Is Obama in big trouble when liberal and conservative constitutional law experts agree he's out of bounds?
By Mark Tapscott | July 17, 2014 | 8:48 am
Political pundits are divided about the merits of House Speaker John Boehner's lawsuit against President Obama's employer mandate.
But should the chief executive be worried that two constitutional law experts — one a conservative, the other a liberal who voted for Obama — not only think the suit has merit but will likely succeed?
The two backing Boehner and two constitutional law experts who oppose the suit testified Wednesday before the House Rules Committee.
The uber presidency
George Washington University Law Prof. Jonathan Turley voted for Obama but in recent months has become perhaps the most visible critic of what he views as a full-blown constitutional crisis.
"When a president can govern alone, he can become a government unto himself, which is precisely the danger that the Framers sought to avoid in the establishment of our tripartite system of government," Turley told the rules panel.
In what could well prove to be a prescient warning to his liberal colleagues, Turley noted that "those who remain silent today should consider that, in less than three years, a different president will sit in the Oval Office. That person could use the very same claims to suspend environmental or anti-discrimination laws."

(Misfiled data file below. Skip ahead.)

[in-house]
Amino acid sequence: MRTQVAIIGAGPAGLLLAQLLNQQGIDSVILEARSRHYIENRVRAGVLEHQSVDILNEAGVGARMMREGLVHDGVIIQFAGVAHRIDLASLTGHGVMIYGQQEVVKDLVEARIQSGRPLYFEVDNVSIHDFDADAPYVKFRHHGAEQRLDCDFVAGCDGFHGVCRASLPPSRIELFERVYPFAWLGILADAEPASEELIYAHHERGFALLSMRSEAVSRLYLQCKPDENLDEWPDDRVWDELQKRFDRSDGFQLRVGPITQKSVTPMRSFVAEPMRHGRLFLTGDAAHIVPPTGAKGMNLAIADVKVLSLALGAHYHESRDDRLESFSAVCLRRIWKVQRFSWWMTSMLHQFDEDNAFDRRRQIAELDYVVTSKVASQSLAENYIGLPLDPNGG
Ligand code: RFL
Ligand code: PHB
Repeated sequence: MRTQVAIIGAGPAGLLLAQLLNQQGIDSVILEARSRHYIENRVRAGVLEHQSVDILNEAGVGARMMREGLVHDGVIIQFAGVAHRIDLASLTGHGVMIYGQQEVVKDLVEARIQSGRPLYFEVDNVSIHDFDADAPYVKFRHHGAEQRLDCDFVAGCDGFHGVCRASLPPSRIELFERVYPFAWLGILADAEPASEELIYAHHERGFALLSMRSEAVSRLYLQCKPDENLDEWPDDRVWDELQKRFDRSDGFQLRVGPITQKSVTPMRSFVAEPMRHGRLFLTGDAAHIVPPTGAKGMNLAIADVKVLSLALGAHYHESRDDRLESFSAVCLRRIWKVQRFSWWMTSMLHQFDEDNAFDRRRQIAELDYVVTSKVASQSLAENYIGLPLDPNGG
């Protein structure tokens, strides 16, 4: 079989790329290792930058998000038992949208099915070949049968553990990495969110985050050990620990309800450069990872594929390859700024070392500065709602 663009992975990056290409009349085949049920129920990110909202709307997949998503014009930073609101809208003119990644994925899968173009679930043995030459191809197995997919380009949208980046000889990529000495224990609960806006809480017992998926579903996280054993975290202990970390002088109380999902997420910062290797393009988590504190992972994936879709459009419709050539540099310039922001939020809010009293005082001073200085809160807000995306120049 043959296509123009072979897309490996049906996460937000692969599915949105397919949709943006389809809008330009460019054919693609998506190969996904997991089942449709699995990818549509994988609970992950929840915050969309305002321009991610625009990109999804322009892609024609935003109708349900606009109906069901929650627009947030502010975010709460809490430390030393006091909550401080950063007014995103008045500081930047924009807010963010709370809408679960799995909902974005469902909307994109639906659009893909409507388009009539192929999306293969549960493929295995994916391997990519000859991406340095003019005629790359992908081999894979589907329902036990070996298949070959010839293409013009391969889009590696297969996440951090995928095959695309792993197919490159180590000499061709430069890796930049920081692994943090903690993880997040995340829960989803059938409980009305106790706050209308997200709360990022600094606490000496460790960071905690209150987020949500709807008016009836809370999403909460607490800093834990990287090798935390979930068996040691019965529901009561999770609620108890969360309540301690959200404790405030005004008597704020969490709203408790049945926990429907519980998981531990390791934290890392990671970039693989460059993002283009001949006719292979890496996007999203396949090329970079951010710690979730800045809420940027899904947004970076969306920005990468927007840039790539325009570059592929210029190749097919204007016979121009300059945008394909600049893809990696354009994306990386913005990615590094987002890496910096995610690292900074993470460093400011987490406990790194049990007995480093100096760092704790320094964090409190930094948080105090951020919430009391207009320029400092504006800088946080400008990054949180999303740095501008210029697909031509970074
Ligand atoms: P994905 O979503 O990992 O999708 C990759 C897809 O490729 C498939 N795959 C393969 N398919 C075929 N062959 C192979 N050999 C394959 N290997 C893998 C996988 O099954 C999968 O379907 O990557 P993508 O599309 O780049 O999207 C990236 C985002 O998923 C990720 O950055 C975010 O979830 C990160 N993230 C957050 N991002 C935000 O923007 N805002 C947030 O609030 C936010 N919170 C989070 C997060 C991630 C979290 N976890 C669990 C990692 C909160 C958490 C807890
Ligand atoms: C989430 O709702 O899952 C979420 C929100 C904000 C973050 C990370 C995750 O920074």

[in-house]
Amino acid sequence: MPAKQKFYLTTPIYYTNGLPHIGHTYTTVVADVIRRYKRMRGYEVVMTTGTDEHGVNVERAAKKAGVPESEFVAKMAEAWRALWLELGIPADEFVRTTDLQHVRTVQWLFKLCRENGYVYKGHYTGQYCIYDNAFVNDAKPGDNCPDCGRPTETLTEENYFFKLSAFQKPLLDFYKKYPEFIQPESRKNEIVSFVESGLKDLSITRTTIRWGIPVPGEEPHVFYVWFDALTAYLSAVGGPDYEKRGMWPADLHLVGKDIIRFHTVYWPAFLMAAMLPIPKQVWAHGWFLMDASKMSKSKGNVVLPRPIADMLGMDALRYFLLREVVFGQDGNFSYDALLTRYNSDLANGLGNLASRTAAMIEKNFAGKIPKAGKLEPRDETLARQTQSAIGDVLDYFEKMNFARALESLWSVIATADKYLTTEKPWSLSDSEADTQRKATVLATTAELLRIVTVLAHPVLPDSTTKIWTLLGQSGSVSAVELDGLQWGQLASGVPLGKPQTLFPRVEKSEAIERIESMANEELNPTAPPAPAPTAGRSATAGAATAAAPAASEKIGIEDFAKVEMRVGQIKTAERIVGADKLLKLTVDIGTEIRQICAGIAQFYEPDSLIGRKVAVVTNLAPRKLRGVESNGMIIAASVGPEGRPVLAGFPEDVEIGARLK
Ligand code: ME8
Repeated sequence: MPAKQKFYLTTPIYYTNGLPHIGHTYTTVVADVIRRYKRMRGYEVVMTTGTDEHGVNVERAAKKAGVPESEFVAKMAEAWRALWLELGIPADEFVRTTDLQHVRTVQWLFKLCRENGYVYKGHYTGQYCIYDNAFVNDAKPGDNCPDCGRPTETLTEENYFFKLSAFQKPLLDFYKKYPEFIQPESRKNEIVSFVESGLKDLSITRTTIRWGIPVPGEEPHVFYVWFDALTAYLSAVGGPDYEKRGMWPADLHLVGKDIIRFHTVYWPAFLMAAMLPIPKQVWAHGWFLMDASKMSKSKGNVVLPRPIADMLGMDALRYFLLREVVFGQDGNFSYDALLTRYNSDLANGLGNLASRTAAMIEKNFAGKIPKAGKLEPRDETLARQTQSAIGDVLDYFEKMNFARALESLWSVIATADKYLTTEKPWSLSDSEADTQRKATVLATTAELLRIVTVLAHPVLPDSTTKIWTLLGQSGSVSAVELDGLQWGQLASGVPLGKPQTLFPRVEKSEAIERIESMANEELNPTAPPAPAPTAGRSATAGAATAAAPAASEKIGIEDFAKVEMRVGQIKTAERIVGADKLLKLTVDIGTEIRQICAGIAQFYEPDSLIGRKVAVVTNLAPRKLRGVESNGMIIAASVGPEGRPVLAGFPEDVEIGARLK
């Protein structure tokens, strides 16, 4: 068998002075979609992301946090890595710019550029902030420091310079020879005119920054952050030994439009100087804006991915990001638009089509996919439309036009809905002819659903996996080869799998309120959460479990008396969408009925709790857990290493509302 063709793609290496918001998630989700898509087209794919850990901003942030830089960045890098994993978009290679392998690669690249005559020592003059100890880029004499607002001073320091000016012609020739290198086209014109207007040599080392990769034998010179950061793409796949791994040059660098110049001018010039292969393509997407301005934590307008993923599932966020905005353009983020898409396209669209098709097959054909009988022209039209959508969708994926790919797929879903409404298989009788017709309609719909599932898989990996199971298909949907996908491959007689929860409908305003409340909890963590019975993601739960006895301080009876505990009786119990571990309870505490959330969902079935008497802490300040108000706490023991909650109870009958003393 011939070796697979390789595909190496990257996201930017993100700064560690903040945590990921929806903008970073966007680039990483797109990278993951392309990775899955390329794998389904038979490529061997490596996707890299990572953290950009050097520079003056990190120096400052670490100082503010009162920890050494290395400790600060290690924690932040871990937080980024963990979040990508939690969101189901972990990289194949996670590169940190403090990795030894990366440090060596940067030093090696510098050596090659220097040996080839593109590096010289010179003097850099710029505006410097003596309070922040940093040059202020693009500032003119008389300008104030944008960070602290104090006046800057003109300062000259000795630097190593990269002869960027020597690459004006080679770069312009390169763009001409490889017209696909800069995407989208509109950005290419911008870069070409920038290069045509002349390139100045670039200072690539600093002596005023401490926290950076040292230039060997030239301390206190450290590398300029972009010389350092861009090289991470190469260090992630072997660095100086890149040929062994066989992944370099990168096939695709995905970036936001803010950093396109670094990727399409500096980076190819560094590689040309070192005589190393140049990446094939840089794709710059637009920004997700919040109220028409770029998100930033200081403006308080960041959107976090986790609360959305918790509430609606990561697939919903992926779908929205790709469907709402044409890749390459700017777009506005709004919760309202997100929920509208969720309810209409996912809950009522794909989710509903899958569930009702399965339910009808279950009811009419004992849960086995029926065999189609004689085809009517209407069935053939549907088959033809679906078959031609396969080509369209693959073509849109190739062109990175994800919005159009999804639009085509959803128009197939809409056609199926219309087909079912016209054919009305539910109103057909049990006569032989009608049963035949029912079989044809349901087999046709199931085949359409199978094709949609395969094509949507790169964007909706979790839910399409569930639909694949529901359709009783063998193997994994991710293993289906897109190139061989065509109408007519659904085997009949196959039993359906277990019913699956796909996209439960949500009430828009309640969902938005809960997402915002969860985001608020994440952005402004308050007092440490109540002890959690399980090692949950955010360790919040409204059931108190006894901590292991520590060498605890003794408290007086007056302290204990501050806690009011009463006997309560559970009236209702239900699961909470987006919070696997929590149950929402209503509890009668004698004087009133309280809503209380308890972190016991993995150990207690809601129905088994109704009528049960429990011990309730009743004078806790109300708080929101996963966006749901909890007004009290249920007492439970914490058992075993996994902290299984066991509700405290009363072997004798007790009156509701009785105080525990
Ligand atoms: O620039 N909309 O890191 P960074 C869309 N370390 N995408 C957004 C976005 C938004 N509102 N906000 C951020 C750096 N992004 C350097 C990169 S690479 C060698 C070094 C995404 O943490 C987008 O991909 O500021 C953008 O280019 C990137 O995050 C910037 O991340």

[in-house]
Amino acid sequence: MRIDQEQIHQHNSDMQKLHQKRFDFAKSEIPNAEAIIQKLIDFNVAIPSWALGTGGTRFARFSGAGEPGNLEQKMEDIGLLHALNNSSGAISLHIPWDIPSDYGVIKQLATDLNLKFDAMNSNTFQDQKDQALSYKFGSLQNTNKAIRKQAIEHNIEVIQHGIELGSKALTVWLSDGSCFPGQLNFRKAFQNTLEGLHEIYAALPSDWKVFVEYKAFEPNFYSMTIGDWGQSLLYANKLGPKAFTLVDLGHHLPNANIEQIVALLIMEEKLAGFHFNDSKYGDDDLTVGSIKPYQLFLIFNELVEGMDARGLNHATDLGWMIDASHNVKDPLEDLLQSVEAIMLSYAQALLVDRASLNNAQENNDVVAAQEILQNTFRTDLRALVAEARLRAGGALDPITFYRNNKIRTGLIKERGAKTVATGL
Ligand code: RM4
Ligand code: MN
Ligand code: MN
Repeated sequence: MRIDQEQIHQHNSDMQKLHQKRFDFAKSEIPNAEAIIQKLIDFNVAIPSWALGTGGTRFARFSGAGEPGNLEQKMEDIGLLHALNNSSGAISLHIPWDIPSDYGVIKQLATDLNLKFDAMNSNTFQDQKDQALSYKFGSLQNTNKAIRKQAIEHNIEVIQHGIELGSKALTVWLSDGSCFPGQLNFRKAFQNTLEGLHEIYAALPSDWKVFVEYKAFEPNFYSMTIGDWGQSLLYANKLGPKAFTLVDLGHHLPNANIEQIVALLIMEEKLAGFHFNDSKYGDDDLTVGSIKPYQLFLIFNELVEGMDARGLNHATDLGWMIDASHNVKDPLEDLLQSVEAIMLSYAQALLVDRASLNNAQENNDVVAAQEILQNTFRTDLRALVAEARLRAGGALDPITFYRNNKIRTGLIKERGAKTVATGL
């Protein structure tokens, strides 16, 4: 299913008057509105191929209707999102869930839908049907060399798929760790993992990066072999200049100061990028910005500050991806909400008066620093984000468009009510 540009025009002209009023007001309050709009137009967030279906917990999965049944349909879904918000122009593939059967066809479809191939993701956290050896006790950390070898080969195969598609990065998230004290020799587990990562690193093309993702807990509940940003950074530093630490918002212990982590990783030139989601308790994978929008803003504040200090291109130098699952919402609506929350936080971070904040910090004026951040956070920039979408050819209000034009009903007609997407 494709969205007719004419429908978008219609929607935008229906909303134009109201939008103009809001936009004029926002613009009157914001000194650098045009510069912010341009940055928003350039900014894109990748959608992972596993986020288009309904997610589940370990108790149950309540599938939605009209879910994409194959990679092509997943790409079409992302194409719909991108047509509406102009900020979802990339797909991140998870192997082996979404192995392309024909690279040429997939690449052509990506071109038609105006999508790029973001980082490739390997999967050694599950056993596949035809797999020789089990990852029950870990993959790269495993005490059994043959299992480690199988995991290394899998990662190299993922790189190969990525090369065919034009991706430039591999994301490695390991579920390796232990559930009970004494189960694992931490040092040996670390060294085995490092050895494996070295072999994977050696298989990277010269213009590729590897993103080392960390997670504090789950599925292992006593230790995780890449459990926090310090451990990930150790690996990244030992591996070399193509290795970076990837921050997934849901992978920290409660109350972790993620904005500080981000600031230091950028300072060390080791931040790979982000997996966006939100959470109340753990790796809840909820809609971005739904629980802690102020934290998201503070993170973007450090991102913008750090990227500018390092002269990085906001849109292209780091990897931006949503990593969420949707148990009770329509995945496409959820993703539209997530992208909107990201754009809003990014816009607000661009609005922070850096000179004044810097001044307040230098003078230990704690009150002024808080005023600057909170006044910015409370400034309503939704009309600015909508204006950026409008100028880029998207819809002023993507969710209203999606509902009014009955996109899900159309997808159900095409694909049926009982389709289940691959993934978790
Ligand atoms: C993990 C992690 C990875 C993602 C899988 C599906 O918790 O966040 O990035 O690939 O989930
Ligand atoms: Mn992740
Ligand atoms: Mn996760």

Who will stop the rain?
Florida International University Law School Prof. Elizabeth Price Foley described four criteria that should be met in order for the House to gain standing for the Boehner suit in the federal courts.
If those four criteria are met, she told the panel, "the court effectively must adjudicate unless it is prepared to accept that it is powerless to preserve the constitutional architecture of separation of powers. If it does not adjudicate, the President will have carte blanche to exceed his constitutional powers ..."
Foley also offered this warning for those on the Right who advocate impeachment rather than the Boehner lawsuit:
"Impeachment of a president removes the president from office; it does not force the faithful execution of the Affordable Care Act, or any other law."
The other side
Arguing against the lawsuit were Simon Lazarus, senior counsel for the Constitutional Accountability Center, and Walter E. Dellinger, an O'Melveny and Meyers partner and former solicitor general of the U.S.
Lazarus pointed to President George W. Bush's delay of provisions of the Medicare Part D Prescription Drug program in arguing that Obama's actions are simply a way of insuring the laws are faithfully executed, as required by the presidential oath of office.
Dellinger argued that Foley's four criteria are "simply not the law" and cited Supreme Court Justice Antonin Scalia as a conservative jurist in support of his view.
Go here to read the testimony presented by all four of these constitutional law experts. Turley's is especially valuable in providing the historical background to the Founders' intentions.